Transactions & history

Visly State has support for both transactions and history. Transactions allow you to group multiple mutations into a single mutation to ensure components aren't re-rendered before all mutations are run, and history enables you to add undo / redo capabilities to your app with a single line of code. Transactions work together with the history API to ensure all mutations within a transaction are undone / redone as a single operation.

Transactions

Transactions quickly become necessary in larger applications where you have your mutation logic split across many mutation functions, but want to ensure components only re-render a single time independent of how many mutations you combine. Just wrap your mutation calls in a transaction block.

import { useMutation, transaction } from '@visly/state`
import { appState, mutations } from './state`
function Component() {
const mutation1 = useMutation(appState, mutations.one)
const mutation2 = useMutation(appState, mutations.two)
const mutation3 = useMutation(appState, mutations.three)
const onClick = () => {
transaction(appState, () => {
mutation1()
mutation2()
mutation3()
})
}
return <button onClick={onClick}>Perform transaction</button>
}

When using transactions outside of React, for example in a Node.js application, you can instead call the .transaction() method on the state container. Make sure you don't use this from React as it won't ensure component re-renders don't trigger multiple times.

import { appState, mutations } from './state`
appState.transaction(() => {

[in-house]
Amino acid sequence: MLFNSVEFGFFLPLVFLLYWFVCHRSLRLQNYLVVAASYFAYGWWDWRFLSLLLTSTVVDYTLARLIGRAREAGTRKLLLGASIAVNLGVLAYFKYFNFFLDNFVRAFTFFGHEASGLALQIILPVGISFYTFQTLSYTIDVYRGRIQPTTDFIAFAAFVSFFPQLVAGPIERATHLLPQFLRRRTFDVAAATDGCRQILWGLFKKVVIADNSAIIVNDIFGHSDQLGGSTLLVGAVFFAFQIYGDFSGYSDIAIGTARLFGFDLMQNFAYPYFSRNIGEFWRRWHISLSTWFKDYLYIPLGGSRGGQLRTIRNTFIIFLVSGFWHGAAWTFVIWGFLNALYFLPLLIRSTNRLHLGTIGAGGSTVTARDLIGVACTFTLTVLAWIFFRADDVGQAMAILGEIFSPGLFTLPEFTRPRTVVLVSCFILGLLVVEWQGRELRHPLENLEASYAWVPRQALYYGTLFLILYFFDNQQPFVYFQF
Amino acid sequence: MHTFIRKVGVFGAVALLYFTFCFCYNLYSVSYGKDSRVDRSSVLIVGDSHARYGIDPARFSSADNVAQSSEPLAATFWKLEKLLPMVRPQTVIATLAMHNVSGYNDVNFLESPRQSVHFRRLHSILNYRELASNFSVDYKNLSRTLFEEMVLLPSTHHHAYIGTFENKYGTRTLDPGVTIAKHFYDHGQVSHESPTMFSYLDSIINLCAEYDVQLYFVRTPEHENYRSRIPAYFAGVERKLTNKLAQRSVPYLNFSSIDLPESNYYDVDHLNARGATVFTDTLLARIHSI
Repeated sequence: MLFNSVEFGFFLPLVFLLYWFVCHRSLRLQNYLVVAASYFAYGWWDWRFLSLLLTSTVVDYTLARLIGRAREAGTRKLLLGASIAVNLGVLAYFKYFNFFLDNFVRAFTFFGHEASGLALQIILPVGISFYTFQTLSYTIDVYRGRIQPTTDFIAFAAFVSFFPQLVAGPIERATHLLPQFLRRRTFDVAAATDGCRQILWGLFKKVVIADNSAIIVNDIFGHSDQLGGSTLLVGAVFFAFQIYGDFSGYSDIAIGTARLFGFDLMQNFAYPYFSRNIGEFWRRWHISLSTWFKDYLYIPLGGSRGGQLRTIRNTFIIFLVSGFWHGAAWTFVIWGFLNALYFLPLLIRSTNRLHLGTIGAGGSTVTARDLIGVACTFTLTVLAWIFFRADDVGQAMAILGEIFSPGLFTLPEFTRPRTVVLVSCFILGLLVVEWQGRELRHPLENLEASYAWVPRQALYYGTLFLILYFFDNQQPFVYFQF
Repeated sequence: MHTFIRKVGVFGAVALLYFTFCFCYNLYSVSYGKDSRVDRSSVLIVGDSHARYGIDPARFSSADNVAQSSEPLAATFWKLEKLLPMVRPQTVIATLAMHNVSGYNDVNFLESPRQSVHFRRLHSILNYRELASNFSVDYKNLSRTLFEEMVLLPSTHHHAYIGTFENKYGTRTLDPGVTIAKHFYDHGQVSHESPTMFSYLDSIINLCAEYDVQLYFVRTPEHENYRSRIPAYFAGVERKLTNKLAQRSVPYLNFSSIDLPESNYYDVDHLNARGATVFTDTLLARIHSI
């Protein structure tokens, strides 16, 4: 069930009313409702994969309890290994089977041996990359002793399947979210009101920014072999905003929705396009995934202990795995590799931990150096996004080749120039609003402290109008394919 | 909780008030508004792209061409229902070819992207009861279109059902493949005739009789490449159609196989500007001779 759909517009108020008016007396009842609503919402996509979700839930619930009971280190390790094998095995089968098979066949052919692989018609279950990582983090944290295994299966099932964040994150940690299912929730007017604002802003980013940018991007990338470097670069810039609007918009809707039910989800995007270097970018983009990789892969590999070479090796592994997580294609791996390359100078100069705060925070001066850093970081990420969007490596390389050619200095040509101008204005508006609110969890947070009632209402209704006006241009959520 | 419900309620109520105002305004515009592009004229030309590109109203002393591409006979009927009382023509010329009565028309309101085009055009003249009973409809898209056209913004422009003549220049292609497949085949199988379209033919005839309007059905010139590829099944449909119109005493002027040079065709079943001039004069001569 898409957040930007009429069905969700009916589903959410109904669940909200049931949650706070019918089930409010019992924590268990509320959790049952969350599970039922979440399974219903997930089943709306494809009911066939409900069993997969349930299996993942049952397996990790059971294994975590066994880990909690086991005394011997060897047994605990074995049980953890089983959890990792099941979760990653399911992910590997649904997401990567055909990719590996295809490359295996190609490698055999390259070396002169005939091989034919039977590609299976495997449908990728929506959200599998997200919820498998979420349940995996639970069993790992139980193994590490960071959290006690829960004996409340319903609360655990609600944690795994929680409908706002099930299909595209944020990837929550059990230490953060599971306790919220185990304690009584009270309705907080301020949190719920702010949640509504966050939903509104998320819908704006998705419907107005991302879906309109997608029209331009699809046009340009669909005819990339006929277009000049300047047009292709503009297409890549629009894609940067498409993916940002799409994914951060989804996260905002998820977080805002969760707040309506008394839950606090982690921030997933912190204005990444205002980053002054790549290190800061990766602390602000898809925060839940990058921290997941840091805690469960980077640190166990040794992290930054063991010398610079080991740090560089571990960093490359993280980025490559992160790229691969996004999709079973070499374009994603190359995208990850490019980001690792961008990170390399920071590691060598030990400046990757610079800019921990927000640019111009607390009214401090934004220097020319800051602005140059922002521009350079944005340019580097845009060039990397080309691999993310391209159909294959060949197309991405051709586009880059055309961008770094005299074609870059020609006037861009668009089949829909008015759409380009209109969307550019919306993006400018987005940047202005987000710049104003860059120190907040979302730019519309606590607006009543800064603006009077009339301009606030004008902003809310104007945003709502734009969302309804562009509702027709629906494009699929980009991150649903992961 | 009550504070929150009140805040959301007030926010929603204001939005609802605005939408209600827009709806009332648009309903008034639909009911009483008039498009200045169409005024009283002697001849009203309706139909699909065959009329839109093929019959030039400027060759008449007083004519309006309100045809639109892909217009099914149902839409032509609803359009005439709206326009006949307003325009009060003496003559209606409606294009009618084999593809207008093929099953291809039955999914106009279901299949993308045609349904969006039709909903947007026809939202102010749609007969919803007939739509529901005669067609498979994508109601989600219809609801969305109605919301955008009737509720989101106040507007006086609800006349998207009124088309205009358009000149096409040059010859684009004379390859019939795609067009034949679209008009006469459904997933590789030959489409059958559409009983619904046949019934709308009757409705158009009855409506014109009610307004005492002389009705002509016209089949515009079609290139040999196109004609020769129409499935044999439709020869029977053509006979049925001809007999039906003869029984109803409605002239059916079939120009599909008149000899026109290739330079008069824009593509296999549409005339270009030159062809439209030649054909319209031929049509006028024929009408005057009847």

appState.set(mutations.one)
appState.set(mutations.two)
appState.set(mutations.three)
})

History

The history API allows you to implement undo & redo functionality in your application with a single line of code. Just import the undo and redo functions in your React app and call them based on a user interaction like a button click. This will undo / redo the latest mutation or transaction in an effecient way. Just like mutations, this will only re-render the components that were affected by the changes to the history. Visly State stores historical state in a compact and efficient way, making it possible to have a near-infinite history stack.

import { undo, redo } from '@visly/state`
import { appState } from './state`
function Component() {
return (
<div>
<button onClick={() => undo(appState)}>Undo</button>
<button onClick={() => redo(appState)}>Redo</button>
</div>
)
}

Much like with transactions, in a Node environment you'll want to call the .undo() and .redo() method on the state object instead. While these functions work in a React environment as well, they won't ensure the most efficient component re-renders.

import { appState } from './state`
appState.undo()
appState.redo()